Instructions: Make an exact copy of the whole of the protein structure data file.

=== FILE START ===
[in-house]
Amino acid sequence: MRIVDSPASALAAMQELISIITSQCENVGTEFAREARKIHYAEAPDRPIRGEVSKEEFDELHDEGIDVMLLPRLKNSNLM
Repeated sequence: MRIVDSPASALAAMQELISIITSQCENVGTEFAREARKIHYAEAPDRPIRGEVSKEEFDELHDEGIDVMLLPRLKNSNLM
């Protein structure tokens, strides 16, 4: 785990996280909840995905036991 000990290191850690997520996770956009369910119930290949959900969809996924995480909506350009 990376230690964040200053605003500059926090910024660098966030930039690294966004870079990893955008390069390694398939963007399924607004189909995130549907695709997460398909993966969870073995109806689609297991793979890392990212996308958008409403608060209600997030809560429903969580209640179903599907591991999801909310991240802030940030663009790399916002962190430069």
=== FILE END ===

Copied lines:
[in-house]
Amino acid sequence: MRIVDSPASALAAMQELISIITSQCENVGTEFAREARKIHYAEAPDRPIRGEVSKEEFDELHDEGIDVMLLPRLKNSNLM
Repeated sequence: MRIVDSPASALAAMQELISIITSQCENVGTEFAREARKIHYAEAPDRPIRGEVSKEEFDELHDEGIDVMLLPRLKNSNLM
């Protein structure tokens, strides 16, 4: 785990996280909840995905036991 000990290191850690997520996770956009369910119930290949959900969809996924995480909506350009 990376230690964040200053605003500059926090910024660098966030930039690294966004870079990893955008390069390694398939963007399924607004189909995130549907695709997460398909993966969870073995109806689609297991793979890392990212996308958008409403608060209600997030809560429903969580209640179903599907591991999801909310991240802030940030663009790399916002962190430069």